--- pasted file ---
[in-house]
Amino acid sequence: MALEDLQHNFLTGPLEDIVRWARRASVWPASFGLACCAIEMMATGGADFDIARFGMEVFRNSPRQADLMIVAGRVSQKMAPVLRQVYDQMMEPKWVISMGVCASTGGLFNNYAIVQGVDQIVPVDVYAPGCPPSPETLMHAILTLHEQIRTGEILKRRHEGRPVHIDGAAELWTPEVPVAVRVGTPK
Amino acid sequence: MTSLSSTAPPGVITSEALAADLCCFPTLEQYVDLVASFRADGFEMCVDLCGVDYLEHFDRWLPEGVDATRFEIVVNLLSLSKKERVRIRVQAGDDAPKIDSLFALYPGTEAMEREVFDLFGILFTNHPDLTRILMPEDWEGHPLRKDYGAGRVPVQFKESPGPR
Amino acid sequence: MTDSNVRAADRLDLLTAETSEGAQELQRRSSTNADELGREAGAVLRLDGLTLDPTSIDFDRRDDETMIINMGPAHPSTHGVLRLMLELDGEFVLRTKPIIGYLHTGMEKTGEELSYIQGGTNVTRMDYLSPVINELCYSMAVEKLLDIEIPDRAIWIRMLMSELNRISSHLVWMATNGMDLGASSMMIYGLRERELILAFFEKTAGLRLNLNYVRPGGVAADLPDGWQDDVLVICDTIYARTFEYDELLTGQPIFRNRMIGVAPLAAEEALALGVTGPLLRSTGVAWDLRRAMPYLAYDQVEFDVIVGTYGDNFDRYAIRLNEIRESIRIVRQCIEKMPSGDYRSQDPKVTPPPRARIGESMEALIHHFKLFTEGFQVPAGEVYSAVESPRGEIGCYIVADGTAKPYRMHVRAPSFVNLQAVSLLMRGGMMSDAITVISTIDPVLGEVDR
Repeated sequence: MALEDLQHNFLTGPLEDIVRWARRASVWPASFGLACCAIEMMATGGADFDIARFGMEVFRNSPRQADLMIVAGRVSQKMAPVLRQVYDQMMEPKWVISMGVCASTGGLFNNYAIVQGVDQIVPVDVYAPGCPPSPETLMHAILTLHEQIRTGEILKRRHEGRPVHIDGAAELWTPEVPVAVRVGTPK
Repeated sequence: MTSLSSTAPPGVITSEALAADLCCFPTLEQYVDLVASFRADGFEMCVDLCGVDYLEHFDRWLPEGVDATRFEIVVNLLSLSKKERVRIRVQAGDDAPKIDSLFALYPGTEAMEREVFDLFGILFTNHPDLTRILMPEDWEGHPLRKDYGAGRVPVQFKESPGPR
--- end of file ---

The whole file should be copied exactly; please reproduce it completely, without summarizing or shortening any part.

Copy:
[in-house]
Amino acid sequence: MALEDLQHNFLTGPLEDIVRWARRASVWPASFGLACCAIEMMATGGADFDIARFGMEVFRNSPRQADLMIVAGRVSQKMAPVLRQVYDQMMEPKWVISMGVCASTGGLFNNYAIVQGVDQIVPVDVYAPGCPPSPETLMHAILTLHEQIRTGEILKRRHEGRPVHIDGAAELWTPEVPVAVRVGTPK
Amino acid sequence: MTSLSSTAPPGVITSEALAADLCCFPTLEQYVDLVASFRADGFEMCVDLCGVDYLEHFDRWLPEGVDATRFEIVVNLLSLSKKERVRIRVQAGDDAPKIDSLFALYPGTEAMEREVFDLFGILFTNHPDLTRILMPEDWEGHPLRKDYGAGRVPVQFKESPGPR
Amino acid sequence: MTDSNVRAADRLDLLTAETSEGAQELQRRSSTNADELGREAGAVLRLDGLTLDPTSIDFDRRDDETMIINMGPAHPSTHGVLRLMLELDGEFVLRTKPIIGYLHTGMEKTGEELSYIQGGTNVTRMDYLSPVINELCYSMAVEKLLDIEIPDRAIWIRMLMSELNRISSHLVWMATNGMDLGASSMMIYGLRERELILAFFEKTAGLRLNLNYVRPGGVAADLPDGWQDDVLVICDTIYARTFEYDELLTGQPIFRNRMIGVAPLAAEEALALGVTGPLLRSTGVAWDLRRAMPYLAYDQVEFDVIVGTYGDNFDRYAIRLNEIRESIRIVRQCIEKMPSGDYRSQDPKVTPPPRARIGESMEALIHHFKLFTEGFQVPAGEVYSAVESPRGEIGCYIVADGTAKPYRMHVRAPSFVNLQAVSLLMRGGMMSDAITVISTIDPVLGEVDR
Repeated sequence: MALEDLQHNFLTGPLEDIVRWARRASVWPASFGLACCAIEMMATGGADFDIARFGMEVFRNSPRQADLMIVAGRVSQKMAPVLRQVYDQMMEPKWVISMGVCASTGGLFNNYAIVQGVDQIVPVDVYAPGCPPSPETLMHAILTLHEQIRTGEILKRRHEGRPVHIDGAAELWTPEVPVAVRVGTPK
Repeated sequence: MTSLSSTAPPGVITSEALAADLCCFPTLEQYVDLVASFRADGFEMCVDLCGVDYLEHFDRWLPEGVDATRFEIVVNLLSLSKKERVRIRVQAGDDAPKIDSLFALYPGTEAMEREVFDLFGILFTNHPDLTRILMPEDWEGHPLRKDYGAGRVPVQFKESPGPR